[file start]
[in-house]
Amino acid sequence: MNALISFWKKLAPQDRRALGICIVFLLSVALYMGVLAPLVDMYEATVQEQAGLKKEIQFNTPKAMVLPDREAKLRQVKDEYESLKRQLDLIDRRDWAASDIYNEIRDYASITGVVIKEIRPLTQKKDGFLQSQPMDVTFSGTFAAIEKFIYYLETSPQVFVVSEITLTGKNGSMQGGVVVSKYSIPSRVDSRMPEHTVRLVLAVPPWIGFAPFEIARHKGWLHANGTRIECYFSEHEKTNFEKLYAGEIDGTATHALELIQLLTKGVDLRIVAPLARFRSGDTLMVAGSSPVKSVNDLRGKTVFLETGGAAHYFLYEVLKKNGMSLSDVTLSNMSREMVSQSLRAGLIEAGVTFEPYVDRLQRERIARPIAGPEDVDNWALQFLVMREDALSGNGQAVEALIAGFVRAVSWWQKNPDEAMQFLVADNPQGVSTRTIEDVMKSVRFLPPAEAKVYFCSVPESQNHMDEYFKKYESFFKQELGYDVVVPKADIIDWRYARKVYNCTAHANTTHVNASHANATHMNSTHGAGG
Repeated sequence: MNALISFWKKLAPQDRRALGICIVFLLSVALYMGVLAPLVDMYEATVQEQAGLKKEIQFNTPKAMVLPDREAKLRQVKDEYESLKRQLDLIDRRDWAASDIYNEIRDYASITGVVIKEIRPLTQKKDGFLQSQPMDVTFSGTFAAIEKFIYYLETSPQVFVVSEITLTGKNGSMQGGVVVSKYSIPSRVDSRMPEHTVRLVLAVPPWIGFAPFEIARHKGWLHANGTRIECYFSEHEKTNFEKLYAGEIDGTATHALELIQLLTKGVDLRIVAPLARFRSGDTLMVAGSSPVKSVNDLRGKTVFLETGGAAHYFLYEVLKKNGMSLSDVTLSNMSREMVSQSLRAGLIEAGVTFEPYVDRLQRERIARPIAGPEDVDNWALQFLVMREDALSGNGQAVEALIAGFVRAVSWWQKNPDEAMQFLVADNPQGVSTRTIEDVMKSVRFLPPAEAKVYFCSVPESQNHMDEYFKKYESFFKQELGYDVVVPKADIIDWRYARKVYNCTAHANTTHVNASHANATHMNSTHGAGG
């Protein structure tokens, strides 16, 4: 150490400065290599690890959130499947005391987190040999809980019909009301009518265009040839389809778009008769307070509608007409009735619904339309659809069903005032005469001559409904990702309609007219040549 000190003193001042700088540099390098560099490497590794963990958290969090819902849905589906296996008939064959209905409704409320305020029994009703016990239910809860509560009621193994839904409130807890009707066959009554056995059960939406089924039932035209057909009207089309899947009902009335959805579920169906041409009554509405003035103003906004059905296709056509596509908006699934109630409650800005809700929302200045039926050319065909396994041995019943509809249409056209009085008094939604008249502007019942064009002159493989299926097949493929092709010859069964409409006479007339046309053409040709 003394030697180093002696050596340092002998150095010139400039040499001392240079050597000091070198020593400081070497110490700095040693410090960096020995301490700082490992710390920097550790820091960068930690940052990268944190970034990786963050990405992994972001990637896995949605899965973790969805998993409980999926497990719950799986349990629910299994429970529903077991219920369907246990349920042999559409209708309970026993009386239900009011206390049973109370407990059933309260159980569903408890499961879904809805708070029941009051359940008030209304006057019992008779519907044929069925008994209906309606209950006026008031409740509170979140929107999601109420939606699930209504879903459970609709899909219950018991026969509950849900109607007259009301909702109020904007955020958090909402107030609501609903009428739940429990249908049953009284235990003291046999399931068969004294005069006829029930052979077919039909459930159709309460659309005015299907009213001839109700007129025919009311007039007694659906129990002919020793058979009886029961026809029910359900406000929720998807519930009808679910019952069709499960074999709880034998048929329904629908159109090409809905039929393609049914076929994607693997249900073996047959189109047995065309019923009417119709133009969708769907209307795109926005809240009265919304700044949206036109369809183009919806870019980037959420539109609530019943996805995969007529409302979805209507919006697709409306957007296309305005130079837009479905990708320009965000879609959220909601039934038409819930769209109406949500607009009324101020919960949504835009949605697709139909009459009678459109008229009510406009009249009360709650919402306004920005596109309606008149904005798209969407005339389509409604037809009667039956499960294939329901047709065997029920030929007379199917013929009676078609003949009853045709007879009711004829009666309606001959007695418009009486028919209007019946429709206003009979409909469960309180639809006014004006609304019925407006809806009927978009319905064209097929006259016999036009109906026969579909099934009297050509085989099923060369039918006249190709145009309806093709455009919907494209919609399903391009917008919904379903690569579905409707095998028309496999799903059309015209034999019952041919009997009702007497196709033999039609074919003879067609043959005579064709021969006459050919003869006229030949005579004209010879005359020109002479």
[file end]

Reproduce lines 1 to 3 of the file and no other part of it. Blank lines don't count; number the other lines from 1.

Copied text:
[in-house]
Amino acid sequence: MNALISFWKKLAPQDRRALGICIVFLLSVALYMGVLAPLVDMYEATVQEQAGLKKEIQFNTPKAMVLPDREAKLRQVKDEYESLKRQLDLIDRRDWAASDIYNEIRDYASITGVVIKEIRPLTQKKDGFLQSQPMDVTFSGTFAAIEKFIYYLETSPQVFVVSEITLTGKNGSMQGGVVVSKYSIPSRVDSRMPEHTVRLVLAVPPWIGFAPFEIARHKGWLHANGTRIECYFSEHEKTNFEKLYAGEIDGTATHALELIQLLTKGVDLRIVAPLARFRSGDTLMVAGSSPVKSVNDLRGKTVFLETGGAAHYFLYEVLKKNGMSLSDVTLSNMSREMVSQSLRAGLIEAGVTFEPYVDRLQRERIARPIAGPEDVDNWALQFLVMREDALSGNGQAVEALIAGFVRAVSWWQKNPDEAMQFLVADNPQGVSTRTIEDVMKSVRFLPPAEAKVYFCSVPESQNHMDEYFKKYESFFKQELGYDVVVPKADIIDWRYARKVYNCTAHANTTHVNASHANATHMNSTHGAGG
Repeated sequence: MNALISFWKKLAPQDRRALGICIVFLLSVALYMGVLAPLVDMYEATVQEQAGLKKEIQFNTPKAMVLPDREAKLRQVKDEYESLKRQLDLIDRRDWAASDIYNEIRDYASITGVVIKEIRPLTQKKDGFLQSQPMDVTFSGTFAAIEKFIYYLETSPQVFVVSEITLTGKNGSMQGGVVVSKYSIPSRVDSRMPEHTVRLVLAVPPWIGFAPFEIARHKGWLHANGTRIECYFSEHEKTNFEKLYAGEIDGTATHALELIQLLTKGVDLRIVAPLARFRSGDTLMVAGSSPVKSVNDLRGKTVFLETGGAAHYFLYEVLKKNGMSLSDVTLSNMSREMVSQSLRAGLIEAGVTFEPYVDRLQRERIARPIAGPEDVDNWALQFLVMREDALSGNGQAVEALIAGFVRAVSWWQKNPDEAMQFLVADNPQGVSTRTIEDVMKSVRFLPPAEAKVYFCSVPESQNHMDEYFKKYESFFKQELGYDVVVPKADIIDWRYARKVYNCTAHANTTHVNASHANATHMNSTHGAGG